Silat was used by Indonesian freedom fighters during their struggle against the Dutch colonists. Unfortunately after Indonesian independence, silat became less popular among Indonesian youth in comparison to foreign martial arts like Karate and Taekwondo. This probably because silat was not taught openly and only passed down among blood relatives, the other reason is the lack of media portrayal of the art.
Efforts have been made in recent years to popularize silat to Indonesian youth and to the world. Exhibitions and promotions by individuals as well as state-sponsored groups helped the growing of silat's popularity, particularly in Europe and United States. An Indonesian silat movie Merantau released in 2009 is one effort to introduce silat to international scene.
Another martial art from Indonesia is Tarung Derajat. It is a modern combat system created by Haji Ahmad Drajat based on his experience as a street fighter. Tarung Drajat has been acknowledge as a national sport by KONI in 1998 and is now used by the Indonesian Army as part of their basic training.
- List of Indonesian people
- Arab Indonesian
- Chinese Indonesians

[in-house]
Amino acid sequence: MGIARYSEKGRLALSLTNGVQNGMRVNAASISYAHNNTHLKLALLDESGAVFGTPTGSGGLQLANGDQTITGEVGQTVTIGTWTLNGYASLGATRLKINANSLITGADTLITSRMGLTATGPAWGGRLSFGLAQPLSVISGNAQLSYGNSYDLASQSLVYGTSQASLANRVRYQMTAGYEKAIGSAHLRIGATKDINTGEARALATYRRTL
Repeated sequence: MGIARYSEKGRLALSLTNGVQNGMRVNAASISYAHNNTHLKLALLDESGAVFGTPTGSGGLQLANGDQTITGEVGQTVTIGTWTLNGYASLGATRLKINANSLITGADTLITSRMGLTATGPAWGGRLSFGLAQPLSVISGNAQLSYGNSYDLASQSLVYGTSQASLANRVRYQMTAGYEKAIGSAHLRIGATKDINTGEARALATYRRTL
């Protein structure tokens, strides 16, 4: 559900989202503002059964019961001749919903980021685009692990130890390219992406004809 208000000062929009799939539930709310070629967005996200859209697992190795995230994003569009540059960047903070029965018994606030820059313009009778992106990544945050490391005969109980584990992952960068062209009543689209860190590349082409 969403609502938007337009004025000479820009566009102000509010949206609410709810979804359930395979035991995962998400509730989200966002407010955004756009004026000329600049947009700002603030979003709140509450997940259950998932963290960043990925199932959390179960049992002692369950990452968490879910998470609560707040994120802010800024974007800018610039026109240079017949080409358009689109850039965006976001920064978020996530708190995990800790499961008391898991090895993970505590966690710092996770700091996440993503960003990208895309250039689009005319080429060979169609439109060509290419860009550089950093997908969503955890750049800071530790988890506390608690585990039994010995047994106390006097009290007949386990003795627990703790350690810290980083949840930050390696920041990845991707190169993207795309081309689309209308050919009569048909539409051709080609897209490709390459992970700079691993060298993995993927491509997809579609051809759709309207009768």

- Bumiputera (Brunei)
- Bumiputera (Malaysia)
- Ethnic groups in Indonesia
- Culture of Indonesia
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- English Not On Menu For Wednesday's Press Briefing
- UNESCO, Angklung was officially recognized in Nov 18, 2010 at the Fifth Unesco Inter-Governmental Committee meeting on Intangible Cultural Heritage in Nairobi, Kenya.
- UNESCO grants Indonesia's angklung cultural heritage title
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- Center for Information and Development Studies. (1998) Pribumi dan Non-Pribumi dalam Perspektif Pemerataan Ekonomi dan Integrasi Sosial (Pribumi and Non-Pribumi in the Perspective of Economic Redistribution and Social Integration). Jakarta, Indonesia: Center for Information and Development Studies